Technical FAQs


Converting BioGas, Woody Biomass and Trash to Advanced Synthetic Fuels:

1.     What are Torqazine-D and Torqazine-AF?

Torqazine-D (diesel) and Torqazine-AF (aviation fuel) are our tradenamed advanced synthetic fuels made via advanced Fischer Tropsch (FT) technology, and derived from natural gas or organic waste materials (food waste, municipal trash, crop residue, woody biomass, agricultural waste).  Torqazine-D qualifies for the petroleum diesel transportation fuel specification, ASTM D975, and can be used as a drop-in fuel in all diesel engines.  It requires no modifications to engine, power train, or other fueling equipment.

This fuel exceeds the Euro 5 specification for Ultra Low Sulfur diesel, in that it contains zero sulfur. 

Torqazine-D has almost double the cetanes of fossil diesel:  60 – 80, compared to 40 – 53 for ordinary diesel.  It has virtually the same energy density (Btu’s) of fossil diesel, and thus virtually the same mileage per gallon, compared to Ultra Low Sulfur Diesel #2.  However, carbon emissions from Torqazine-D are greatly reduced.  Unlike fossil diesel, Torqazine-D has zero sulfur and no volatile organic compounds (VOC’s).

Torqazine-D is a paraffinic synthetic diesel fuel, which is hydrocracked to extract the paraffins (identical to the Fischer-Tropsch diesel produced by Sasol, the South African energy company).  However, unlike Sasol’s synthetic diesel, our fuel can be made from forest waste and other renewable waste materials.

2.      Torqazine-D - Specifications

Torqazine-D Advanced Synthetic Diesel meets or exceeds the performance requirements of the following specifications:

US ASTM D975 - Torqazine-D Typical Characteristics

Image

3.      Converting Beetle-Killed Trees and Trash at the Black Hills Plant

Mark E. Van Every, supervisor of the Black Hills National Forest (“BLNF”) asked our help in removing the dangerous wildfire hazard of 500,000 tons of beetle-killed trees on the ground in the Black Hills, and more being generated daily. 

Our solution:  we will be removing over 180,000 tons per year of fire-prone materials from the Black Hills and will convert to advanced synthetic diesel and aviation fuel. The Rapid City project will reduce the risk of forest fires and create approximately 80 jobs including chemical engineering managers, skilled labor and entry-level workers. 

Because of the high jobs multiplier impact of this type of facility, at least 550 additional jobs will be created in the community for each job at the plant (1x7). 

Our engineers have a solid track record of quality synthetic fuel engineering.  Our engineers’ woody biomass to jet fuel project (Red Rock Biofuels) has been approved by the Oregon governor for state bond financing.   A performance wrap guarantee is available for the plant processes front to end via Munich RE. 

4.      Define Gas-to-Liquids / Fischer Tropsch.

Originally developed by Franz Fischer & Hans Tropsch in the early 1920s, Fischer-Tropsch (FT) or or GTL, is a series of chemical reactions involving the conversion of hydrogen and carbon monoxide into liquid hydrocarbons via catalyst (generally cobalt-based for natural gas and iron-based for biomass).  FT was originally used to convert coal to a diesel-type fuel.  During WWII this technology provided a significant portion of Germany’s fuel supply.  [1]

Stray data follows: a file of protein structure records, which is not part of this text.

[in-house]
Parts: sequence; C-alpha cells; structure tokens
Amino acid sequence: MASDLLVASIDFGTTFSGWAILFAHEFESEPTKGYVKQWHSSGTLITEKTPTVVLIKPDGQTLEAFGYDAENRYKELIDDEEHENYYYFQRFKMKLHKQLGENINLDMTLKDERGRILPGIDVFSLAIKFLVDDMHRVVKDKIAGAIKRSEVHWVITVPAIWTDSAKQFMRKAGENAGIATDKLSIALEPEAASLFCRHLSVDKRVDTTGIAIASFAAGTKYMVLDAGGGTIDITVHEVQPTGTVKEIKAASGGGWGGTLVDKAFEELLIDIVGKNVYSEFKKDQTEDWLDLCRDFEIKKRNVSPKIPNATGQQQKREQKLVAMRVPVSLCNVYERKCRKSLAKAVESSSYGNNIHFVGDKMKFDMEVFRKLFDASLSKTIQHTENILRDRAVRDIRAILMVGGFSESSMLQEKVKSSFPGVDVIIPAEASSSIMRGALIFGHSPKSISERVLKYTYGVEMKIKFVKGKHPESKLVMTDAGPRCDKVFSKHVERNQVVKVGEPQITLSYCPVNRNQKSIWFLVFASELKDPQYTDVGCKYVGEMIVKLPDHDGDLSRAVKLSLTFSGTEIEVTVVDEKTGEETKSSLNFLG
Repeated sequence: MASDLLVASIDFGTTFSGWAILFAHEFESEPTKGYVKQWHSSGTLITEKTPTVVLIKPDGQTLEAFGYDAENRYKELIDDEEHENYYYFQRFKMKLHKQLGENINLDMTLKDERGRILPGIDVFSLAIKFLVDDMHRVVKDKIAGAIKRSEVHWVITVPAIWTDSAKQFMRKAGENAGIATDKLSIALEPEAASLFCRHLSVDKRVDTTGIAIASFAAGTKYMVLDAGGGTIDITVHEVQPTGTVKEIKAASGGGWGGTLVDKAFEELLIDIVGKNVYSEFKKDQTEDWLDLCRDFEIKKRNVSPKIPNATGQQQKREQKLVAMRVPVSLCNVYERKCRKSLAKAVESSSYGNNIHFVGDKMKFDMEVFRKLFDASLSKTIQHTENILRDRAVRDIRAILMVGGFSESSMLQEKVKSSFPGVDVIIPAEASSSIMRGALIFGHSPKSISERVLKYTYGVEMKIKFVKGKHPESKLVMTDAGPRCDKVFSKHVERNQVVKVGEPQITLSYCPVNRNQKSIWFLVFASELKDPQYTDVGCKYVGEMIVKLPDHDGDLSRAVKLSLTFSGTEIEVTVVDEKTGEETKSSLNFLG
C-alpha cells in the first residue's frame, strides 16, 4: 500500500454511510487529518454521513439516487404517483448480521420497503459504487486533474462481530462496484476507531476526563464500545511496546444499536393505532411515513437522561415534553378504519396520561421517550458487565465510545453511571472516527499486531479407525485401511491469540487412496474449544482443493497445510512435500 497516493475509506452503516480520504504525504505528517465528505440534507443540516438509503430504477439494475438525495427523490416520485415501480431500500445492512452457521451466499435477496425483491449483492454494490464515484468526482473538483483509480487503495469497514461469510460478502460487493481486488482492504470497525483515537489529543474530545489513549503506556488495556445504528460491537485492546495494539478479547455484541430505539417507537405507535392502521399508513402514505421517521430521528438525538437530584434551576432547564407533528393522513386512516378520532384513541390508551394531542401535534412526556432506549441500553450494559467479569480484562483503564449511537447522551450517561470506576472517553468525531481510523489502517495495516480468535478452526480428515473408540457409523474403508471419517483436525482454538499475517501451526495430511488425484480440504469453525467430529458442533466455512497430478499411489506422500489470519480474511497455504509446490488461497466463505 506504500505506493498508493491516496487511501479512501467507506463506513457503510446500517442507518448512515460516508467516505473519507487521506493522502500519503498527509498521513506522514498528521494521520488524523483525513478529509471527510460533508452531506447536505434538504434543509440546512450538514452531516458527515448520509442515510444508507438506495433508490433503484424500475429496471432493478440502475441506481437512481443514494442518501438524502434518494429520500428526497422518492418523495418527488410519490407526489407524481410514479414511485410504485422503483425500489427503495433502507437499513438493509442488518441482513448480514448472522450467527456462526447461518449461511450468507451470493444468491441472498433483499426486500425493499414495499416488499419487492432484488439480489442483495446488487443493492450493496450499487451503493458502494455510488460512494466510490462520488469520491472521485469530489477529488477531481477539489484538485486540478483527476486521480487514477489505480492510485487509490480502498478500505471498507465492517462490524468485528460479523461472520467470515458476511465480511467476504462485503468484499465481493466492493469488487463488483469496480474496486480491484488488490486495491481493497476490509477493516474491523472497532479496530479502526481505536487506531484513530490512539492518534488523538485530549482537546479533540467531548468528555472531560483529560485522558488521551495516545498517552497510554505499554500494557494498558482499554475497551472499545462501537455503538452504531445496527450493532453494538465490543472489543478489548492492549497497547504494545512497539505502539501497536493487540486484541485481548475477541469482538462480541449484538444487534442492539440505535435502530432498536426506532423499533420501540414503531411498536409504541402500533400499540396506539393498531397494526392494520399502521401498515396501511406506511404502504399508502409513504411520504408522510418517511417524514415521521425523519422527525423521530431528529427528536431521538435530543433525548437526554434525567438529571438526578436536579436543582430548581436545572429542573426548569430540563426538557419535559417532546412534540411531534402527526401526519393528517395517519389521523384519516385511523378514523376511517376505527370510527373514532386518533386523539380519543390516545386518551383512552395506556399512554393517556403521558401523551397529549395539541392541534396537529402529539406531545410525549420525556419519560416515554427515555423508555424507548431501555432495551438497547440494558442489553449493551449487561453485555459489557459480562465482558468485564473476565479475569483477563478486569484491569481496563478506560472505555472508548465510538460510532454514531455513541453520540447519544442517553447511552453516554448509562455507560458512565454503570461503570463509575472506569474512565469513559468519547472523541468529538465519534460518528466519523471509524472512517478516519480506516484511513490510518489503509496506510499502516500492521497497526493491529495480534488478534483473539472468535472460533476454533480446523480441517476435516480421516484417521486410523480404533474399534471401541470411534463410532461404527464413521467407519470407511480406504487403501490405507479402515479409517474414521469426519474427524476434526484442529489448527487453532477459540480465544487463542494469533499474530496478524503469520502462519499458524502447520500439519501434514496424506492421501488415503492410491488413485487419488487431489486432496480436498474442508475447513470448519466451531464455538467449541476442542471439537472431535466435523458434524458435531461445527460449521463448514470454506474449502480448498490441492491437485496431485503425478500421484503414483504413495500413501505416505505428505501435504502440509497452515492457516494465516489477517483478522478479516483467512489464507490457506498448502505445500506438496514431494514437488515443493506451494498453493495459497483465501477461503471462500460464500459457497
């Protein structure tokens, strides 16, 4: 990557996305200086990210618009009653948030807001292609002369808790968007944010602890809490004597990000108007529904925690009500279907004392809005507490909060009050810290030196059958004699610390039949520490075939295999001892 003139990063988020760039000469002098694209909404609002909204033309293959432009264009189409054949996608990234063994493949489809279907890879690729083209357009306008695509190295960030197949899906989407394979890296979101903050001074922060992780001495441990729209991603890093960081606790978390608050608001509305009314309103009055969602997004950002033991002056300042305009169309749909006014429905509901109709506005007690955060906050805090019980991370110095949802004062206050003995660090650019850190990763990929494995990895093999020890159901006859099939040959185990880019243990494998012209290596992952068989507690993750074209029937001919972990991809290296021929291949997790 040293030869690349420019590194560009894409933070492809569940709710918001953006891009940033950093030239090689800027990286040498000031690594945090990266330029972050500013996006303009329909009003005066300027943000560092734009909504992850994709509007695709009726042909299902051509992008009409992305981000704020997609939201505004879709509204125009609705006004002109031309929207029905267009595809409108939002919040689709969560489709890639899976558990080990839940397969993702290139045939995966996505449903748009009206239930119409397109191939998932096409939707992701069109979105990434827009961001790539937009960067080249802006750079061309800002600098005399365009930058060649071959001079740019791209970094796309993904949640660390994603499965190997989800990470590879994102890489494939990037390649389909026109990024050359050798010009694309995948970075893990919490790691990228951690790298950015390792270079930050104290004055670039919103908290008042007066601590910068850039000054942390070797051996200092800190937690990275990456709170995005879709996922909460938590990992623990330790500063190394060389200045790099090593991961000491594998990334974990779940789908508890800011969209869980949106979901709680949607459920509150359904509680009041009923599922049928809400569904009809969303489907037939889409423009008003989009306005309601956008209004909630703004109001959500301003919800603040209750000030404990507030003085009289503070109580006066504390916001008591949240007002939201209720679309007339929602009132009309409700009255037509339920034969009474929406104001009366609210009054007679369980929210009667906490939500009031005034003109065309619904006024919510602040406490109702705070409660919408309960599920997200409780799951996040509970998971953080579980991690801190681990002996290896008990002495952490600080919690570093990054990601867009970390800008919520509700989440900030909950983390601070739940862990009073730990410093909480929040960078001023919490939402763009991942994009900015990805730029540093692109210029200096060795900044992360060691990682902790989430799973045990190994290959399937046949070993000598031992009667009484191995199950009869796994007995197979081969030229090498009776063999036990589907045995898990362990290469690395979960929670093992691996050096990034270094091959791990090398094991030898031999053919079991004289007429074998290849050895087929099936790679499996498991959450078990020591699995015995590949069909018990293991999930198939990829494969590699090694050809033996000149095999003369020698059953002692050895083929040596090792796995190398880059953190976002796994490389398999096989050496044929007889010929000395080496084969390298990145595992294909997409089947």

GTL technology has since been refined and is in use worldwide.  Sasol, a South African engineering company, has utilized GTL technology to successfully convert natural gas and coal into a high cetane synthetic diesel fuel since the apartheid era. 

The Fischer-Tropsch process reacts syngas with typically a cobalt or iron-based catalyst, and transforms the gas into liquid products (primarily diesel fuel and naptha).

Fuels derived from GTL are of higher quality than fossil fuels, having no particulates and virtually zero sulfur. 

Our fuel, Torqazine-D, is chemically similar to the GTL diesel produced by Sasol.  However, unlike Sasol’s synthetic diesel, Torqazine-D can be manufactured from renewable waste materials.

5.      Advantages of GTL Diesel and Sustainable Aviation Fuels (SAF)

GTL diesel and aviation fuels are virtually free of sulfur and aromatic compounds, cleaner-burning than conventional diesel with reduced greenhouse gas emissions.  Their use results in reduced emissions of particulates and other pollutants and improved air quality.  GTL diesel and SAF provide performance benefits including enhanced engine cleanliness, better cold start performance and positive impacts on lubricant condition and engine life.

from Wikipedia:  http://en.wikipedia.org/wiki/Synthetic_fuel

Image

6.      What’s different about ETF’s waste-to-fuels projects?

We’re using established technologies in a smarter, better way to produce the best possible synthetic fuel.  In combination with our in-house GTL technology, we’re using the best available gasification technology to produce better, cleaner, higher performing synthetic fuels. 

7.      What are some examples of other waste-to-fuel projects?

Our GTL engineering partners (Plant Process Group) have a solid track record of quality synthetic fuel engineering.  PPG IS currently in final ramp-up with a similar woody biomass to synthetic diesel and jet fuel project which was approved by the Oregon governor for state bond financing.   Performance wrap guarantee insurance coverage is available for these plant processes front to end via Munich RE. 

The same technology is being used for our Rocky Mountain beetle-killed forest waste to synthetic diesel projects.


[1] For more detailed information about FT, see AZO Cleantech’s piece:  http://www.azocleantech.com/article.aspx?ArticleID=385; this introductory Youtube: https://www.youtube.com/watch?v=gpZWPK4vcEU or the Fischer Tropsch Archive: http://www.fischer-tropsch.org/